Electronic mail systems were originally designed without a great deal of security in mind, and were essentially a convenient way to send messages from one system to another through a common medium. Eventually, however, messaging systems become a common target for hacking and exploit attempts, and organizations were forced to make a decision between opening up a messaging system to increased security threats, or closing it down and sacrificing the increased productivity that remote access could provide them.
Some of the original designs for allowing access did not necessarily take security in mind, and they subsequently suffered from security breaches and attacks. During the time that messaging was not of large consequence, this may have been brushed off, but modern communications require a high degree of confidentiality and accountability, which these platforms did not provide. Indeed, auditors and governmental regulations such as HIPAA, Sarbanes-Oxley, and others stipulated that these methods of remote access be secured or shut down, which many were, greatly affecting productivity.
Weighing the Need to Communicate Versus the Need to Secure
The security versus productivity realities of modern messaging provided the backdrop to the development of ISA Server 2004's security capabilities. These capabilities enable many organizations to provide for secured, auditable access to their messaging environments. This helps to satisfy the governmental and industry compliance concerns that plagued some of the past messaging access methods.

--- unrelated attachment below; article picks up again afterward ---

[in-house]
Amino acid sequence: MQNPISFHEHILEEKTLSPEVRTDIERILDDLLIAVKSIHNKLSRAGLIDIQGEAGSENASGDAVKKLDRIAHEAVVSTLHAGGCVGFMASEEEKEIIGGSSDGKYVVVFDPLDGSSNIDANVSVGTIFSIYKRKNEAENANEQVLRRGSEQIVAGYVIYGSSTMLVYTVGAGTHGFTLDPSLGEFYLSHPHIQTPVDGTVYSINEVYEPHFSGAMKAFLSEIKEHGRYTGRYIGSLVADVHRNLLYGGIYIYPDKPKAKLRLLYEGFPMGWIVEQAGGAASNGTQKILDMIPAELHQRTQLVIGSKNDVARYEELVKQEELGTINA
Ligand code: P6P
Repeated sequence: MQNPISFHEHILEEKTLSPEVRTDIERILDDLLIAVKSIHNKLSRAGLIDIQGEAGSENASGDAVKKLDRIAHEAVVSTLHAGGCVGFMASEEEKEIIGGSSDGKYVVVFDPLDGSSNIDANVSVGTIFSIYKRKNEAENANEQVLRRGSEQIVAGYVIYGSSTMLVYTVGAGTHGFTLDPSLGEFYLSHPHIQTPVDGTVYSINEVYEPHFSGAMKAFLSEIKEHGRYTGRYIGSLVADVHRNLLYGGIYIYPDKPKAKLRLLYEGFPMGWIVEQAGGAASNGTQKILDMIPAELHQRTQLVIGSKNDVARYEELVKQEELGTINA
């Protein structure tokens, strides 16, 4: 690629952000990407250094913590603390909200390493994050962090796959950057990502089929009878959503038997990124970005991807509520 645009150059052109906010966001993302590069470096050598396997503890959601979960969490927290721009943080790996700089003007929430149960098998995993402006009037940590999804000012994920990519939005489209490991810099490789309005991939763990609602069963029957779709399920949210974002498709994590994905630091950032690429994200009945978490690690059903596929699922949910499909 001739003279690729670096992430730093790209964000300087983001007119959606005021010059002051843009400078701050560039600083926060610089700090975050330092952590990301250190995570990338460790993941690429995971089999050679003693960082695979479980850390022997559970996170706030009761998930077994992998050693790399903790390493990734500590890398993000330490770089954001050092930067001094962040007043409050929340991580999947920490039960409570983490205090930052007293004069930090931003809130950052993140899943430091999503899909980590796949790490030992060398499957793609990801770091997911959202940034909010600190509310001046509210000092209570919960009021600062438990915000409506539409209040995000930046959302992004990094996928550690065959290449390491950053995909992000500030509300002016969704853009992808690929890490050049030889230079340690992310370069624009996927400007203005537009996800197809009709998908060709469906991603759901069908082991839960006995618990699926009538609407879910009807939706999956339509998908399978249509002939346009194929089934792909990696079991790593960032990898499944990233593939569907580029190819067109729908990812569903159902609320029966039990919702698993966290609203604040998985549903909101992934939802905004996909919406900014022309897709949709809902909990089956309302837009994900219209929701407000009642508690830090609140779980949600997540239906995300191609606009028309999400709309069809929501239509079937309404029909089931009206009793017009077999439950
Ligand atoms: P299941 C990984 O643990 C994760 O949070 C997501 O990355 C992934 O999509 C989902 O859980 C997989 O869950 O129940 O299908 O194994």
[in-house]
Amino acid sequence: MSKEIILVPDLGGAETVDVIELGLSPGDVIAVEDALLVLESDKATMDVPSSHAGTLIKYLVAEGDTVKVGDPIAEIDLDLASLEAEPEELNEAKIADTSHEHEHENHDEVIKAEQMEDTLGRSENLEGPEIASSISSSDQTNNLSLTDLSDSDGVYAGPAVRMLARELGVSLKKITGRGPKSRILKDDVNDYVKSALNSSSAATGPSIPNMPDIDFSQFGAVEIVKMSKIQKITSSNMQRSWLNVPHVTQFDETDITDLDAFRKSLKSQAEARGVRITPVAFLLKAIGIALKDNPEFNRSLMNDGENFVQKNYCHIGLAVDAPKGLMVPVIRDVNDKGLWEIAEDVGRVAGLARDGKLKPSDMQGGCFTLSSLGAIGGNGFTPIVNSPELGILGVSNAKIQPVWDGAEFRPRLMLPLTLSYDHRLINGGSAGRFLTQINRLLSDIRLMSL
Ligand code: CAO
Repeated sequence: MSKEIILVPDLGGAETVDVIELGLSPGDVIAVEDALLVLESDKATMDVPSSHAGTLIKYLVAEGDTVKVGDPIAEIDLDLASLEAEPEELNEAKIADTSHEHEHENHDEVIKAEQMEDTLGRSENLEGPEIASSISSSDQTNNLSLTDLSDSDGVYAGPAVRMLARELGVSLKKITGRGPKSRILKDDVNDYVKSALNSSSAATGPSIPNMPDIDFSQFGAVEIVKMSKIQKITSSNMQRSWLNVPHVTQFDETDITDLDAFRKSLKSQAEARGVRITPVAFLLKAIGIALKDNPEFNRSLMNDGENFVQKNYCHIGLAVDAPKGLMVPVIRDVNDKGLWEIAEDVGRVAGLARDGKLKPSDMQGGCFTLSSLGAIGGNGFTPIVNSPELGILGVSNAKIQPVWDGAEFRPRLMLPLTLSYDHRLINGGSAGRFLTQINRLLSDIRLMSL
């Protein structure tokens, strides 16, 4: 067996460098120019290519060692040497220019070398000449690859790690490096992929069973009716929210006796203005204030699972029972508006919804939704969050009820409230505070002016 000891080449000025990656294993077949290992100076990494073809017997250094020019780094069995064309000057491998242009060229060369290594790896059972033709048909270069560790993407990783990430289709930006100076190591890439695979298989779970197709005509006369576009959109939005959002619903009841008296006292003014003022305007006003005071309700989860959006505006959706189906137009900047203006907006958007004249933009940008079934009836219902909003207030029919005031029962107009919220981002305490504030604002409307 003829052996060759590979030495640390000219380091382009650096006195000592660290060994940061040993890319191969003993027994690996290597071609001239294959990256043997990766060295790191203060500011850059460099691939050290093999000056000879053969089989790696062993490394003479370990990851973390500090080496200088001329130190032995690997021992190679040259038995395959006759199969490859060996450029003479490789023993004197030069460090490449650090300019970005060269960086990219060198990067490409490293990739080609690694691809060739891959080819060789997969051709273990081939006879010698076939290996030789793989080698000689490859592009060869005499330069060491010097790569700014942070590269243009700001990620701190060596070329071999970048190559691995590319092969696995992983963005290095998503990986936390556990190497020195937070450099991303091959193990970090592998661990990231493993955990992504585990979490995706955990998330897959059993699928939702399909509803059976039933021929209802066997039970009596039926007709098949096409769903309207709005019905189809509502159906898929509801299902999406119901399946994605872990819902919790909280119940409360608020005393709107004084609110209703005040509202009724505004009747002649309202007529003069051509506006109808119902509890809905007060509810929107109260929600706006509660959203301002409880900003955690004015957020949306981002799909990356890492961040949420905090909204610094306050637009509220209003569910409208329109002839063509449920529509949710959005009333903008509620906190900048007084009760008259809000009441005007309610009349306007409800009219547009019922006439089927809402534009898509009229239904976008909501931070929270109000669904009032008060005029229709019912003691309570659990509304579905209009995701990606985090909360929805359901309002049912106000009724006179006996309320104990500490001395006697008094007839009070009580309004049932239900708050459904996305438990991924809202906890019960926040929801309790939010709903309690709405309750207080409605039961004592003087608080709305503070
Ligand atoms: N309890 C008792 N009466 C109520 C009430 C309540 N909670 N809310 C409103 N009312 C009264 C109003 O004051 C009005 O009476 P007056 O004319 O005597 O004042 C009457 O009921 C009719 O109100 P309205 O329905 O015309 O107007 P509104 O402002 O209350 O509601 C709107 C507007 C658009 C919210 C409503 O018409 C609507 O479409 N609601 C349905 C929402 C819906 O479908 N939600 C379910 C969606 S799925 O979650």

Outlining ISA Server 2004's Messaging Security Mechanisms
As a backdrop to these developments, ISA Server 2004 was designed with messaging security in mind. A great degree of functionality was developed to address email access and communications, with particularly tight integration with Microsoft Exchange Server built in. To illustrate, ISA Server 2004 supports securing the following messaging protocols and access methods:
Securing each of these types of messaging access methods and protocols is detailed in subsequent sections of this chapter. For web-related mail access with OMA and ActiveSync, it may be wise to review Chapter 12; this chapter deals with integrating OMA and ActiveSync with existing OWA deployments.